Sixty-two children with acute rheumatic fever were treated with either ACTH, cortisone, salicylates or bed rest alone. Data concerning the effect on acute symptoms and follow-up observations of residual cardiac murmurs are presented. In addition, similar follow-up data on 18 previously-reported patients treated with ACTH are presented.
Joint symptoms responded somewhat more rapidly to ACTH or cortisone than to salicylates, but an impressive response occurred to all of the drugs. Fever subsided within a few hours to 2 days in almost all individuals treated with any of these drugs.
Elevated erythrocyte sedimentation rates returned to normal much more rapidly in the ACTH (mean 16 days) and cortisone (mean, 12 days) groups than in the salicylate (mean, 43 days) or bed-rest (mean, 48 days) groups.
Although laboratory evidence of "rebound" in the form of an elevation of erythrocyte sedimentation rate occurred in 52 per cent of patients in the hormone-treated groups upon reduction or withdrawal of therapy, clinical evidence of "rebound" was rare in these groups but relatively common among the salicylate-treated patients.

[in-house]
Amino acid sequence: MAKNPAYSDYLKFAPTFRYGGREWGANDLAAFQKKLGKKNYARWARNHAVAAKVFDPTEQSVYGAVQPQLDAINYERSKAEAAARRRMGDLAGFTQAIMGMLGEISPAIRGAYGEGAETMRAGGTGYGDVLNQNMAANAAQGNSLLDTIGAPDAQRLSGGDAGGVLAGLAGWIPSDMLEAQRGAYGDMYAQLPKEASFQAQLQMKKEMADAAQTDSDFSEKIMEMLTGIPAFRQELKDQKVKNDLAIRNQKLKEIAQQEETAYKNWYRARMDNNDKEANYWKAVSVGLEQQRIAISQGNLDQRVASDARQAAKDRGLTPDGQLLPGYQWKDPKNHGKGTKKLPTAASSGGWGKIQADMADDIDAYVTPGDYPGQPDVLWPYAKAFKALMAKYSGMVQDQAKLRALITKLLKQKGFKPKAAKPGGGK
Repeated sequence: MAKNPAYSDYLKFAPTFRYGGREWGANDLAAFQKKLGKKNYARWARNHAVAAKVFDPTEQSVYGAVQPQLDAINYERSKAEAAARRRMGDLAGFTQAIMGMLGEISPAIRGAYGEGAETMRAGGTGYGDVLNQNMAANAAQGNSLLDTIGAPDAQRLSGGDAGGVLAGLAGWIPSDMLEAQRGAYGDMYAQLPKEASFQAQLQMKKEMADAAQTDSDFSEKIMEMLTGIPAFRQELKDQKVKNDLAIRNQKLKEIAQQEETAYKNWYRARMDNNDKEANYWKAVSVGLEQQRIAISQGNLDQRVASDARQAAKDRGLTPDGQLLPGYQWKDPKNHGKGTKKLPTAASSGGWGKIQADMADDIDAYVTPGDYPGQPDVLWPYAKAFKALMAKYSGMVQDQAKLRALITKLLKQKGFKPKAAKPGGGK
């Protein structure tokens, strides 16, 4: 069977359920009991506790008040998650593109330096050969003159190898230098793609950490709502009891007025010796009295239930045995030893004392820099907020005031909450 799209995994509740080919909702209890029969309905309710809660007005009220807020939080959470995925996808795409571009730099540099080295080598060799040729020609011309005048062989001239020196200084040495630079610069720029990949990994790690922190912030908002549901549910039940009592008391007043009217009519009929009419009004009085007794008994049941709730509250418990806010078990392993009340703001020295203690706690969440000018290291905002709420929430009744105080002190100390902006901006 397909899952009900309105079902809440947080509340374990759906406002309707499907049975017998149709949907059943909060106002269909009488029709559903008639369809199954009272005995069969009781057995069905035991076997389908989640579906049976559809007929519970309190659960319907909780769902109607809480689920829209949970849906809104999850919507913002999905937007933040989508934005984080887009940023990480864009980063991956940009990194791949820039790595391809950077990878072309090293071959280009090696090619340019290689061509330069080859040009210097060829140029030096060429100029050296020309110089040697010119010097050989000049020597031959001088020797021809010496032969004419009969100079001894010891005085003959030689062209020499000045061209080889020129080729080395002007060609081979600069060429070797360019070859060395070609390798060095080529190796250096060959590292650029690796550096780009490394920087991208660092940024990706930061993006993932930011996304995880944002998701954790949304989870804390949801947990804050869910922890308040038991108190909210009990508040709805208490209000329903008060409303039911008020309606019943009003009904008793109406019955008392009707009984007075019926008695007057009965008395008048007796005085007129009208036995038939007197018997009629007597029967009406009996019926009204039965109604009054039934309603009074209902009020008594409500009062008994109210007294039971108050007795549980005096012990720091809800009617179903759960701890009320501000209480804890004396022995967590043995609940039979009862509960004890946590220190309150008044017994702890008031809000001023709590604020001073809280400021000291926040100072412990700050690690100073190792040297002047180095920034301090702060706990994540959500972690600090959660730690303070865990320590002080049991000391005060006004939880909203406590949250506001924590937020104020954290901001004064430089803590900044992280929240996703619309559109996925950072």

After follow-up periods as long as 3 9/12 years, residual cardiac murmurs were rare in the hormone-treated patients as compared to those treated with salicylates or with bed rest alone. Three years after discharge from the hospital, 6 per cent of the hormone-treated patients and 82 per cent of those not treated with hormones had residual cardiac murmurs. Moreover, the appearance of new murmurs following discharge was rare in the hormone groups and the murmurs which appeared were not persistent. New, persistent murmurs were noted relatively commonly following treatment with salicylates or bed rest alone.
The importance of adequate dosage and individualization in therapy of rheumatic fever with ACTH and cortisone is stressed. The conclusions drawn are: the optimal initial doses of ACTH and cortisone are at least 1 I.U. and 3 mg. per pound per day, respectively; the initial daily dose should be continued until all laboratory and clinical evidence of rheumatic activity has disappeared; and then therapy should be decreased gradually but only if the patient shows no evidence of reactivation of rheumatic fever.
- Received December 28, 1954.
- Copyright © 1955 by the American Academy of Pediatrics